Creating an entirely responsive website takes time because it must optimally adapt to the width of every browser. Note that the terms “responsive” and “adaptive” are often confusingly interchanged; oftentimes, developers create websites that are both responsive and adaptive. However, several websites may seem responsive—but are not; they may actually be a blend of both techniques.
What is mobile-first design?
When you first create or re-create your website, you don’t have to choose between a mobile-first or responsive design. Instead, the former is actually a design strategy (mobile-first), while the latter is the result of a technical approach (responsive).
When a business develops its website, the design is often based on the assumption that visitors will browse it on a desktop computer. Then, the website is modified to adapt to different devices, including smartphones and tablets. In other words, the site is scaled down; this approach is widely known as graceful degradation or desktop-first. Unfortunately, many visual aspects and features of a website are optimized for desktop computers—but adapt poorly to mobile devices. This is when designers adapt a new approach called progressive enhancement or a mobile-first strategy. By doing so, they initially design a website for the smallest mobile devices possible and then scale upwards to adapt to desktop computers.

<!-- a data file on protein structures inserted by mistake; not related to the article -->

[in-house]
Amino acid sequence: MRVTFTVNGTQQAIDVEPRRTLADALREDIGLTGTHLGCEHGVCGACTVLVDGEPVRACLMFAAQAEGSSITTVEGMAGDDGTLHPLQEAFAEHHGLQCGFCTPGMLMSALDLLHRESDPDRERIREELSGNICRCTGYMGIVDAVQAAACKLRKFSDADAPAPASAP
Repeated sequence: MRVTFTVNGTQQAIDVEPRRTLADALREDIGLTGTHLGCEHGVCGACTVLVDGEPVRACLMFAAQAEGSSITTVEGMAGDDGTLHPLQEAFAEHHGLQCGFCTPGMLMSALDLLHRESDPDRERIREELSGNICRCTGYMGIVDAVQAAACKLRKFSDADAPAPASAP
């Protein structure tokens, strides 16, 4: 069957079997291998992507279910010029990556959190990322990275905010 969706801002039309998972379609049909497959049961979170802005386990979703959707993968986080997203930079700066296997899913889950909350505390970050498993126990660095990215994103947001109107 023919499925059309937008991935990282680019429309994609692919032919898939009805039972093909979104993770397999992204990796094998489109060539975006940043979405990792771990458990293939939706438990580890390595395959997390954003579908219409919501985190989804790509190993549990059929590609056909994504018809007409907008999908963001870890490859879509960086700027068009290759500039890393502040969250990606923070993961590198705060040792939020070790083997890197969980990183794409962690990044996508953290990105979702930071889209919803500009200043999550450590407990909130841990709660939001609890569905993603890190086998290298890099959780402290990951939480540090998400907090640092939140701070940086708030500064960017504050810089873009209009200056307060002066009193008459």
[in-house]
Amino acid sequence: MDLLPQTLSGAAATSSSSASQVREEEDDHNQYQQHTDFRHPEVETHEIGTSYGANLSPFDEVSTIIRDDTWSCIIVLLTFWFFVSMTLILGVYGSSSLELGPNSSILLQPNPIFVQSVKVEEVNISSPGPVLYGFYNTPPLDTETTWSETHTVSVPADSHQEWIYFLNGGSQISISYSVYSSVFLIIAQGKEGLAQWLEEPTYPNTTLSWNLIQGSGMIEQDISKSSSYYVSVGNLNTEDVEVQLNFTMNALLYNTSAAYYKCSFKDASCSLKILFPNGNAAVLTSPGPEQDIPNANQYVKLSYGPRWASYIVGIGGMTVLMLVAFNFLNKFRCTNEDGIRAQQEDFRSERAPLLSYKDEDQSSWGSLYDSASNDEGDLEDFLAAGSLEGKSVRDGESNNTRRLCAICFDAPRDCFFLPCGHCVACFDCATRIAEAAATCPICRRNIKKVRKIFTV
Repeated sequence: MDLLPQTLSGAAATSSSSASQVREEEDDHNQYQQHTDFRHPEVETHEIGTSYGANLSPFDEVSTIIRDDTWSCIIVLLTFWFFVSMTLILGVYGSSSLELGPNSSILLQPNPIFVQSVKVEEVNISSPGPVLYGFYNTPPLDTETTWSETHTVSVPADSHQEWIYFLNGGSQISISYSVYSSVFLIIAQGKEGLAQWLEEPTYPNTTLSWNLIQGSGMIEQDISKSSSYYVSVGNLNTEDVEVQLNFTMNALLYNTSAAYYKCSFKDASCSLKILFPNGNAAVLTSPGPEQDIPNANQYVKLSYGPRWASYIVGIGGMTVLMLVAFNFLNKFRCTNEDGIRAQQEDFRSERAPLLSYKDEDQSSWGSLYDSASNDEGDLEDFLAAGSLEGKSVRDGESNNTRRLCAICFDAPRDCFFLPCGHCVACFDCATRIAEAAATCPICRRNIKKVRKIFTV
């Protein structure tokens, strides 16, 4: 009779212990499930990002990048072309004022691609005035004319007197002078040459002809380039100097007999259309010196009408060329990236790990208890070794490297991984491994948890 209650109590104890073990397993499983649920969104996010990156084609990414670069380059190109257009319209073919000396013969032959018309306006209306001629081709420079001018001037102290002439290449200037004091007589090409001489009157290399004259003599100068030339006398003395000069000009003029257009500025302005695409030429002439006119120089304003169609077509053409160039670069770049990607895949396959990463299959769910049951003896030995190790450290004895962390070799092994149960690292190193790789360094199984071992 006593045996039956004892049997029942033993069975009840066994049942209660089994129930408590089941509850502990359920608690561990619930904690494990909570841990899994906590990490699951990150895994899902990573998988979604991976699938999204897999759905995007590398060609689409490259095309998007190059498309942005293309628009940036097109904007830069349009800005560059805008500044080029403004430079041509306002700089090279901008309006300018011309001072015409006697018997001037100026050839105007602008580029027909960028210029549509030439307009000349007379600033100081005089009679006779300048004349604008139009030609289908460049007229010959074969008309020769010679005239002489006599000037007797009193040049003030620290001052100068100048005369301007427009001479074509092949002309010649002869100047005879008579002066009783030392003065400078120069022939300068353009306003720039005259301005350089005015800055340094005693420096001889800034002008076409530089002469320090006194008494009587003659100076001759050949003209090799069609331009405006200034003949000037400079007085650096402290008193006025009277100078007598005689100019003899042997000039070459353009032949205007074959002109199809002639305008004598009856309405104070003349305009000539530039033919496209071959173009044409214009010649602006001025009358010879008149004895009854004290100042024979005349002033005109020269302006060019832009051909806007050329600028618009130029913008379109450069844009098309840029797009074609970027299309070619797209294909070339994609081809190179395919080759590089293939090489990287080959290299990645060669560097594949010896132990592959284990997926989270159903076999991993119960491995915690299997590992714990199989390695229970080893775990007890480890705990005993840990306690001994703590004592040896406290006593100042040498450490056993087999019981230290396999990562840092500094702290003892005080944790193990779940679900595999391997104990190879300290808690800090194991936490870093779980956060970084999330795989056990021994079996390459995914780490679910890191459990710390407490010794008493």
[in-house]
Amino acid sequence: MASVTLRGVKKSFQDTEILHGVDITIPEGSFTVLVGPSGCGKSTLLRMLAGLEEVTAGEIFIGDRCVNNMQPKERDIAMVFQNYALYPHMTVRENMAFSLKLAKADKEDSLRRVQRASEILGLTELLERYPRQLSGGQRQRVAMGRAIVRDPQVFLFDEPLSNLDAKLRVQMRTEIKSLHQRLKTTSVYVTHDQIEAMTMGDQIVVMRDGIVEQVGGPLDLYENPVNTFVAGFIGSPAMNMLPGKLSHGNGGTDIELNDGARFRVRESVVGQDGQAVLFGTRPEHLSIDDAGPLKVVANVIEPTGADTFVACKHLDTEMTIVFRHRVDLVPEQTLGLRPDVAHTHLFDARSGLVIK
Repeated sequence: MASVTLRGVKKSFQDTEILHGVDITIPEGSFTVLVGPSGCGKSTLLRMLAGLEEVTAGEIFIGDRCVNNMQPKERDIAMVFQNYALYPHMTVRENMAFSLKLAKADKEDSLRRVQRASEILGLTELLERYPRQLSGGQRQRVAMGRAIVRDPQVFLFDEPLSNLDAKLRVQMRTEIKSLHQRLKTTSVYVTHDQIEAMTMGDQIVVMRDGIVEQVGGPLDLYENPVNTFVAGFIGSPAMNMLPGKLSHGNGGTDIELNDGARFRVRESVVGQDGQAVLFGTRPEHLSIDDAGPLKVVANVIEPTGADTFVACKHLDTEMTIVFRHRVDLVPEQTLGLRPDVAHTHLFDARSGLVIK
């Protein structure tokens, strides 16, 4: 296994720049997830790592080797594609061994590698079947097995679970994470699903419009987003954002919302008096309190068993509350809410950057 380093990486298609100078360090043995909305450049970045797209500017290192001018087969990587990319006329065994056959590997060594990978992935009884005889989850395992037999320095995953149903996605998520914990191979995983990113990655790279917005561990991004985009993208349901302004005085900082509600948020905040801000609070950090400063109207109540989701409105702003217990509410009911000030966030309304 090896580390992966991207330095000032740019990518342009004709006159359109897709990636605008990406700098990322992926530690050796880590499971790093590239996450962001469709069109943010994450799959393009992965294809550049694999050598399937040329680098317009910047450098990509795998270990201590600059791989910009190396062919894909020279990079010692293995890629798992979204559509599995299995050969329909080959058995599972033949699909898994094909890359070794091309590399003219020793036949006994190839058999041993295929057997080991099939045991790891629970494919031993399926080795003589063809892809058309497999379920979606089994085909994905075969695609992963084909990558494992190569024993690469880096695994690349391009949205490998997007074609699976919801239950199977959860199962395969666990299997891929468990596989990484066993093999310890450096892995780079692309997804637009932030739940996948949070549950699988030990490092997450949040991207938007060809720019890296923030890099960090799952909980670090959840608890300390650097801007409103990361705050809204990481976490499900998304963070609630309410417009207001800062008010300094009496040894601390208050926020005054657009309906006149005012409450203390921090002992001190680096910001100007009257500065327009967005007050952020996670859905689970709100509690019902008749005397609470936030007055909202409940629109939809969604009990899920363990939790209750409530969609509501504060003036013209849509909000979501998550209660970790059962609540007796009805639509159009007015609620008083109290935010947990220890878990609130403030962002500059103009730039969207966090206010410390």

The mobile-first concept purports that the mobile version of a website should be at the heart of the design strategy and take into account the constraints and user browsing behaviour on mobile devices. Because adopting a mobile-first strategy is quite different from a desktop development approach, it can be challenging for teams who are used to designing for browsing on computers. When you embark on a mobile-first strategy, your website’s content must be carefully analyzed and structured to categorize it based on importance and ensure that the overall design remains refined. Additional layers of content can then be added for visitors who browse using larger screens.
Is a mobile-first strategy right for me?